Think of a number in your mind – a guess of the number of times I have been told ‘NO’. Whether it was trying to convince people to buy e-books when I was doing information marketing, applying for fellowships, conferences, speaking engagements and jobs or getting buy-in into my ideas and businesses. DO you have a number? Seriously guess a number. If your number was less than 100, you have a lot of faith in me and I thank and love you for that but, I am sorry you are way off. I have applied to attend over 100 conferences alone and heard ‘no’s’ that I have a folder in my email now where I put them.
My point is, it does not matter the number of no’s you have heard in your life, what matters is how you handle them as they come. Truth is, no is painful to hear especially when you have dreamed and visualize how your life will become by the yes you are about to receive only to hear “sorry, not this time”. It’s quite easy to define the ‘no’s’ you get as rejection but just because someone says “No” doesn’t mean you should feel rejection. People aren’t saying “no” because you’re a bad person. Early on, I took a “no” to mean I was doing something wrong and that I should feel bad about it. What I started to realize though was not that I was a bad person, it was simply that my ask wasn’t a good fit for the person on the other end for a myriad of reasons. Sometimes people don’t even have to say the word “no” to you. They simply don’t reply to your ask. They don’t buy your product. They don’t take an action you’d like them to take. Again, even these things don’t mean you’re a bad person.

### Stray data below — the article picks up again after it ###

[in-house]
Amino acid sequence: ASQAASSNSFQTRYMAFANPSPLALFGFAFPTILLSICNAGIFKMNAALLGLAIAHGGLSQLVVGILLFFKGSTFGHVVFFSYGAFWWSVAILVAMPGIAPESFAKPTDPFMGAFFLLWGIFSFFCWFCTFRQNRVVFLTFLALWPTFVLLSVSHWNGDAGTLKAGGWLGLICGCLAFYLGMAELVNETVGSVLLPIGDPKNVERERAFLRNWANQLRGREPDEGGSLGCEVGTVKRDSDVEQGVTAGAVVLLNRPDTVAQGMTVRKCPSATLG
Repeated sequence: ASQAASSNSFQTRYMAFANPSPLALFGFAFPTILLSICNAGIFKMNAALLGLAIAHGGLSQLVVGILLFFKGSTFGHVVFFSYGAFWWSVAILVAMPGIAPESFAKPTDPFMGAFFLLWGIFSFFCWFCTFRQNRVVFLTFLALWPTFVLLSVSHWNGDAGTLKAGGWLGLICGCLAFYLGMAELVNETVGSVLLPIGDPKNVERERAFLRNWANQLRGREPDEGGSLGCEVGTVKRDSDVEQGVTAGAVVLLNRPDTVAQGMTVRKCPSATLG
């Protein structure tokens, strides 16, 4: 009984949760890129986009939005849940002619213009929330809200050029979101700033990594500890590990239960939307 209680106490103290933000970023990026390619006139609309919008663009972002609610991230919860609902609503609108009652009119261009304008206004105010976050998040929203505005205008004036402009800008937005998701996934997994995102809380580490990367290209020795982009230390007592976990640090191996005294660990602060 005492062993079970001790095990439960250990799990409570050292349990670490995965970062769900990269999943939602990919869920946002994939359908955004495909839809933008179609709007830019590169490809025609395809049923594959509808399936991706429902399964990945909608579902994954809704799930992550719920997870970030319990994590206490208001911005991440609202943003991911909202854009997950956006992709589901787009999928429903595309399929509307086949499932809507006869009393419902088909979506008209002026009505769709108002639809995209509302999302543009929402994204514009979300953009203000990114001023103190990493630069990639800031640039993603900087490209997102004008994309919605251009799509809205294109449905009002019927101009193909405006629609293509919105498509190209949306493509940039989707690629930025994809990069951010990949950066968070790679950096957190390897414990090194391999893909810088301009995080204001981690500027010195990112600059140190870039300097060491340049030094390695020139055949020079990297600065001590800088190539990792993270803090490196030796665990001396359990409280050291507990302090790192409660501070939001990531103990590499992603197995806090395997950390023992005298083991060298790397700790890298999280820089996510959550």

I read of a story recently where a lady applied for a job within her organization. It will be some kind of promotion for her. She had all the qualifications needed for this job and already worked within the organization. Of all the applicants for that position, she was the most qualified. On that faithful day, when the announcement for the selected candidate was to be made, someone else got the job. After probing, the person that got the job, only got it because they were friends with the boss. This lady, rather than see this as a rejection, saw it instead as a redirection. It was as a result of that “no” that she applied somewhere else, where she is valued and paid multiple times what she was paid before with more perks and better working conditions. A year down the road, her former employer wanted her back but it was too late.
No, in my opinion, is not a rejection, but a redirection for you to be able to see more possibilities. Take every “no” as an opportunity to open multiple doors of “yeses” because forcing some “no’s” to become yes may be the limiting factor to the greatness that resides within you. The “no’s” provide you with the feedback and insight you need to improve—but more importantly, they motivate you to try harder. They push you to constantly test boundaries, and strive at new heights. You chase more opportunities just outside your grasp. You fail more, but you also win bigger and better.
PS: Don’t take the “no’s” personal. A rejection of your idea or product is not a rejection of you as a person. Learn to put them behind you as so many people wish to be where you are right now. Acknowledge your emotion. Rather than suppress, ignore, or deny the pain, acknowledged how you feel and admit you are embarrassed, sad, disappointed, or discouraged and deal with the emotions. Treat yourself with compassion by responding to negative self-talk with a kinder, more affirming message. Don’t allow the “no’s” to define you rather, ask what can be learned from this and use the learning’s as springboard to move forward with more wisdom.